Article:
In Siberia

by Colin Thubron

Hardcover, 1999

Status

Available

Publication

New York : HarperCollins, 1999.

Description

This is the account of Thubron's 15,000-mile journey through an astonishing country - one twelfth of the land surface of the whole earth. He journeyed by train, river and truck among the people most damaged by the breakup of the Soviet Union, traveling among Buddhists and animists, radical Christian sects, reactionary Communists and the remnants of a so-call Jewish state; from the site of the last Czar's murder and Rasputin's village, to the ice-bound graves of ancient Sythians, to Baikal, deepest and oldest of the world's lakes. This is the story of a people moving through the ruins of Communism into more private, diverse and often stranger worlds.

User reviews

LibraryThing member dickcraig
I read this book just before a friend of mine was about to embark on a motorcycle trip across Russia, taking the Siberian route. The author paints a picture of this region of Russia that made me want to visit.
LibraryThing member ORFisHome
Depressing. It really captures the "Soviet Union" that I've seen in Belarus but goes far beyond in showing a people's suffering. You just have to be amazed at the damage that results when a nation totally rejects God. Not sure I liked the writing style.
LibraryThing member wbwilburn5
Great insights into Russian life.
LibraryThing member allyshaw
I enjoyed this book immensely. All good science fiction should read like a travelogue. The reverse should be true but rarely is-- with the exception of this book. A riveting strangeness-- looking through this mirror darkly at the "peace dividend" at the end of the Cold War makes for paradoxically giddy yet sobering reading. The book is full of wonder and compassionate alienation-- the portrait of a stark landscape and its people haunted by its Gulag'ed, Stalinist past is unforgettable.… (more)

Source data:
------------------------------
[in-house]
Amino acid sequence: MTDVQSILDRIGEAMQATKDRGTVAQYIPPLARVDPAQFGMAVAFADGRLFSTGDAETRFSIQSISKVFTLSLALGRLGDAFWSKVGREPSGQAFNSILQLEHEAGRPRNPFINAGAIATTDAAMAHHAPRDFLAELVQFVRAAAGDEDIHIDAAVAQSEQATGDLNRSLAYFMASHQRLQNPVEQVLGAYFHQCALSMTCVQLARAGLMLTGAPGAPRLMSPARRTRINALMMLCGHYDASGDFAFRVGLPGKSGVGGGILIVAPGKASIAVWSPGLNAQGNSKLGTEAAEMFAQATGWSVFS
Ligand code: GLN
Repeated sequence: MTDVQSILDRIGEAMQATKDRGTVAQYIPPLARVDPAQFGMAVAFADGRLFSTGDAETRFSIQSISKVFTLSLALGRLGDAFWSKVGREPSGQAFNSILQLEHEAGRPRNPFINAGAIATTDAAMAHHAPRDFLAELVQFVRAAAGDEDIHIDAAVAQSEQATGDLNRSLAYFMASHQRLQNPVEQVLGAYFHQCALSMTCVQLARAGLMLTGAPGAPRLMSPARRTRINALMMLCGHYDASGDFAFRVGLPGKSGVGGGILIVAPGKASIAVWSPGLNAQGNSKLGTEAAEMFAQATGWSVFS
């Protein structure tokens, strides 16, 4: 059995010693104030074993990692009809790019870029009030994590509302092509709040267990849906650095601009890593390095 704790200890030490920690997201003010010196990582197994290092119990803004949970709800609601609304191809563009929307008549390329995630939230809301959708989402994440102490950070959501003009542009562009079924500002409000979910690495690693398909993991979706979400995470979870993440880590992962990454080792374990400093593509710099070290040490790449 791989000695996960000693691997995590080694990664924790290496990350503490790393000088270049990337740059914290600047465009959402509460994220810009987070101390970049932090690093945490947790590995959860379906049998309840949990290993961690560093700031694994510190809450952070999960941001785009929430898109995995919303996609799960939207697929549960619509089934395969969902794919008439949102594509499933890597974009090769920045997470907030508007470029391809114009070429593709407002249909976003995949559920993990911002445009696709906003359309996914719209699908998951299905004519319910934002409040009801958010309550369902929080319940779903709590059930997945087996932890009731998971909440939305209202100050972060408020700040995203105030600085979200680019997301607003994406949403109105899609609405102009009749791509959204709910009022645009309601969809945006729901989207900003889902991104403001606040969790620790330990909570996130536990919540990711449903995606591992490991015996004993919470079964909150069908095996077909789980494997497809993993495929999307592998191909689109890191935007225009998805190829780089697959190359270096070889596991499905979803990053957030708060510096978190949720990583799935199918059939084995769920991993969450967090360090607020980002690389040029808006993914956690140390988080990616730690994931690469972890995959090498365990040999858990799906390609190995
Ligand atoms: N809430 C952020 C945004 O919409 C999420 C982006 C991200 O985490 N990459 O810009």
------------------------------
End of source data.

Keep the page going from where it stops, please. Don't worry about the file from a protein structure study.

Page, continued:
LibraryThing member Steve38
There's no doubt about it Mr Thurbron is a good travel writer. He does the research, he takes a real interest in the places he goes, he puts in the hard yards when finding people to talk to other than the usual taxi drivers and waiters. He knows what to put in and more importantly what to leave out. We don't need to the detail of every bump in the road that some writers give us. And on top of that he knows how to describe things; people, landscapes, situations. For this book he has the real advantage that he speaks Russian. He can travel alone and reach places that would be difficult without help and local contacts and knowledge. So this is, as to be expected, an excellent book. But there is a flaw. One into which many non native writers about Russia fall. There is a fascination tending towards obsession with the Soviet period. A period of political and economic curiosity during which access to the country was limited and controlled. His travels for this book took place not long after the Soviet Union crumbled apart. In that respect a journey to inspect the still warm cadaver of the communist state is not unexpected. But it means historical perspective is lost. In search of echoes of the USSR authors, including Mr Thubron, neglect to look for the longer threads in Russian history and culture. Mr Thubron does better than most. Especially in his meetings with various native people's of Siberia who's culture was eroded not only by the peculiarities of the Soviet system but also by global changes in accessibility, travel, economic opportunity, education and lately climate. He finds fascinating corners of history such as the remote Anglican missionary post on the Russian/Chinese border which in over thirty years failed to convert a single soul. A good book. I would expect nothing less from the author.… (more)
LibraryThing member soylentgreen23
Though 'In Siberia' is about twenty years old, it is still essential reading for anyone with an interest in Russia and the country's affairs. At once a triumph of travel writing and an insightful piece of nonfiction, 'In Siberia' is a true classic - incredibly well-written, and with a sympathetic heart at its core it reveals much about the character of those living so far from Moscow, yet forever in its shadow.… (more)

Language

Barcode

3922
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